First things first: another big salute to Mr. Super FIS who is a perfect 2-for-2 on the wine quizzes. At this rate, I will either have to assume he is the most knowledgeable reader or the only reader. Very impressive, sir, now celebrate with a glass of Pinot Noir from the wine region of Burgundy that made it famous.
There was a bit of a lag between posts that I attribute to Memorial Day and trying to complete all the work necessary to obtain a federal permit. Rest assured that the permit part does not require a post of its own; it can be summed up by saying it’s a lot like getting a colonoscopy at the DMV. Now, back to the story…
Thank goodness for research and timely conversations. While in Kentucky on a weekend leading up to Christmas, we were discussing all our vineyard plans with the owner of Rising Son’s Winery. At the forefront of our minds was the fear of spring approaching with no holes in the ground and no trellis to train a vine to.
His question for us was why we were even concerned about the trellis when the plants aren’t even in the ground yet. We hadn’t thought of this. It takes at least a year for a young vine to be trained to the appropriate wire on the trellis and as he pointed out, punching all the holes for vines would have added challenge with a trellis in the way. So which came first, the trellis or the grape? It can actually be accomplished either way, but it made much more sense for us to plant first and then follow with a trellis, during warmer weather and softer soil. Of course, we were also eager to jump at any plan that didn’t involve digging at that time of the year.
This realization called for a deep sigh of relief and a toast to procrastination. No more racking our brains trying to figure out how to dig in the depths of winter. Advice is truly priceless and another of our plans quickly changed during this visit, as I was informed just how difficult it can be to grow a grape from a cutting as opposed to using a 1-2 year old vine. Asher and I were quite confident in growing grapes in theory, and we certainly liked how much smaller the number behind the dollar sign was on a cutting.
Cutting: These are canes from the growing season that just ended. Cuttings are typically dormant and can be gathered up during the pruning process. With a little luck, a talented grower can plant a cutting and a new root system will branch out from what appeared to be a dead stick.
It sounded pretty great to us: purchase a whole bunch of these dormant cuttings, stick them in the ground, and celebrate with all the savings. However, this particular owner communicated his results: gathered some cuttings from fruitful vines, put the cuttings in the ground, still not much in the way of signs of life. This matched similar stories that we had been reading about. Change of plans.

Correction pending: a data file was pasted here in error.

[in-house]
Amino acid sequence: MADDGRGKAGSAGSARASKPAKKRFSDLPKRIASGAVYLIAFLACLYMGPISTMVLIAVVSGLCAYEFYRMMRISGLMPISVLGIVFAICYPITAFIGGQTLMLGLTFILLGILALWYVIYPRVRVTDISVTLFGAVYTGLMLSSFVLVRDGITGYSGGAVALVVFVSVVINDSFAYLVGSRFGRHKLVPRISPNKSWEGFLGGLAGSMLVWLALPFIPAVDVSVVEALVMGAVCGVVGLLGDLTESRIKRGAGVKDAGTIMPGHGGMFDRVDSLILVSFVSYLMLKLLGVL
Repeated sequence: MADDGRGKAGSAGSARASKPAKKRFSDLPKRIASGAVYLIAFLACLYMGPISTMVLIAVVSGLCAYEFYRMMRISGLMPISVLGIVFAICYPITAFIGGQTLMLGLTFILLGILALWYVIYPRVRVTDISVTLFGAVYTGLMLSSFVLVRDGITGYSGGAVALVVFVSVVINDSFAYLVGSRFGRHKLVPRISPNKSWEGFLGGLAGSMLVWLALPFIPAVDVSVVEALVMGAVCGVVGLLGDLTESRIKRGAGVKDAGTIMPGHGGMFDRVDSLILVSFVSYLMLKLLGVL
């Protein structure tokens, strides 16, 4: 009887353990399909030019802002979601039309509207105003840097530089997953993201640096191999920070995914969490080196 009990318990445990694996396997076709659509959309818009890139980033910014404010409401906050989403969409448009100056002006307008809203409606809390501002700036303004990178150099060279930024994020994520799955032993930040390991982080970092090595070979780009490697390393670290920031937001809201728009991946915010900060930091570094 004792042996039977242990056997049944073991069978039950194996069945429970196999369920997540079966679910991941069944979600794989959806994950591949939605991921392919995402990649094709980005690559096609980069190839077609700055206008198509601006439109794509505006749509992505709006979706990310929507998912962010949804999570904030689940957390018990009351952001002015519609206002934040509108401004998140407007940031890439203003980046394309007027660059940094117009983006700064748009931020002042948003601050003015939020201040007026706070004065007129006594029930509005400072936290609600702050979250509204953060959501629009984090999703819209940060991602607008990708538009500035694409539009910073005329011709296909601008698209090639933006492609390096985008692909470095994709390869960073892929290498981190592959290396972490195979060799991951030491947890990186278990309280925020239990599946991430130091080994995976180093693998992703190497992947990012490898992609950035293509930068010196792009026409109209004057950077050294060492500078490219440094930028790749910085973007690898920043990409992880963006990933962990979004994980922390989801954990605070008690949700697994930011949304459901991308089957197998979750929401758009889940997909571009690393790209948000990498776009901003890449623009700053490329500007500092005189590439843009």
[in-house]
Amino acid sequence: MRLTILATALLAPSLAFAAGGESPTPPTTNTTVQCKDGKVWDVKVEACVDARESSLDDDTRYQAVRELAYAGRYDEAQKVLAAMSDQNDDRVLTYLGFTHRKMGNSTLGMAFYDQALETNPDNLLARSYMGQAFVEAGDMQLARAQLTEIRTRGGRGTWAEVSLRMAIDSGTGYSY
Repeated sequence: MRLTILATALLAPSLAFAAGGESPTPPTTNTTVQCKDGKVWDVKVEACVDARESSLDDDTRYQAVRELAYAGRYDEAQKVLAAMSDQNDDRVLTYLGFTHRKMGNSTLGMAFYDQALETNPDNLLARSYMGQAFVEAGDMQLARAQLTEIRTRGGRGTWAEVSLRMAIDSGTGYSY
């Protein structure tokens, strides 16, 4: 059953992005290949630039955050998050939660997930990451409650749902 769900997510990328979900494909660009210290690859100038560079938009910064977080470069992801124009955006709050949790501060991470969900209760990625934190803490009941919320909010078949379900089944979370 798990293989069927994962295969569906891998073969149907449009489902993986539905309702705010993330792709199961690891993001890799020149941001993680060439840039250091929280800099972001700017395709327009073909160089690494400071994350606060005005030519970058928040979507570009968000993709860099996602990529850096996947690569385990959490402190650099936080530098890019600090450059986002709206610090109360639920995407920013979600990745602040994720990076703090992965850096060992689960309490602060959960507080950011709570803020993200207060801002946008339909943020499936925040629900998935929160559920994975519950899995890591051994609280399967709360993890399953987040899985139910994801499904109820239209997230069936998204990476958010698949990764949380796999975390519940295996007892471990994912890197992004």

I called Asher for an ad-hoc Saturday afternoon meeting, generally the most effective ones that are called to order after I have been touring a Kentucky winery and he has been sampling Kentucky’s finest export (we strive for the best in our abilities, and yes; we are talking about practice). He agreed that the change in strategy was a good news/good news situation. He was fairly apprehensive about the failure rate of planting cuttings, and putting off the trellis for a warmer day was reason to pop a cork.
Now, I haven’t forgotten that this is a post about the month of December and I feel like it would be a lapse in character if I didn’t mention anything about my reserved, little known love for Christmas. I just can’t help but show the following picture while knowing that a) It doesn’t scream “professional” b) It is at my parent’s house and I’m holding a 2.5 pound poodle c) I was 26 when this picture was taken and d) I have no shame. It’s Christmas.
This picture is most fortuitous though as it reminds me that there were a few wine related gifts under that tree. While it is indeed approaching the time to start thinking about this year’s Christmas playlist and decor (checking lights, dusting the Advent calendar, scouting a tree), it is still a little early to check your gift-giving list for the second time. However, we feel it is our duty to inform you about some of the best gifts for the wine lover in your life (which could be yourself) and will be doing our research to provide a timely Christmas 2013 guide to all things wine just in time for your holiday shopping. Perhaps matching aprons perfect for preparing sugar cookies to be paired with the appropriate wine…
Also, a few weeks had passed since the initial racking of the Grapple and it was high time for re-racking (moving from original carboy to a fresh, clean one). Re-racking is great for all of the character building and liquid clearing, but I would be fibbing if I claimed this as my favorite part. To me, it means it is time for our first taste test! This provides the initial glimpse of the direction of our wine and opportunity to celebrate… or strategize. Being our pilot batch of wine, we had no idea what to expect. Along with tasting the wine, it is also necessary to test the alcohol content to determine exactly where the wine is in the aging process and what alterations will need to be made to the finished product.
The four of us gathered around and filled up small glasses for the moment, toasted, closed our eyes (crossed some fingers), and tipped it back. By the power of beginner’s luck (ok, maybe partly Asher’s knack), this initial tasting was downright delectable. The sugar and acid were not fully balanced yet, but the flavor was there: apple at the front of the nose followed by dry fruity grape and some lingering apple flavors. We quickly sealed the carboy because during the aging process, oxygen is a mortal enemy to wine.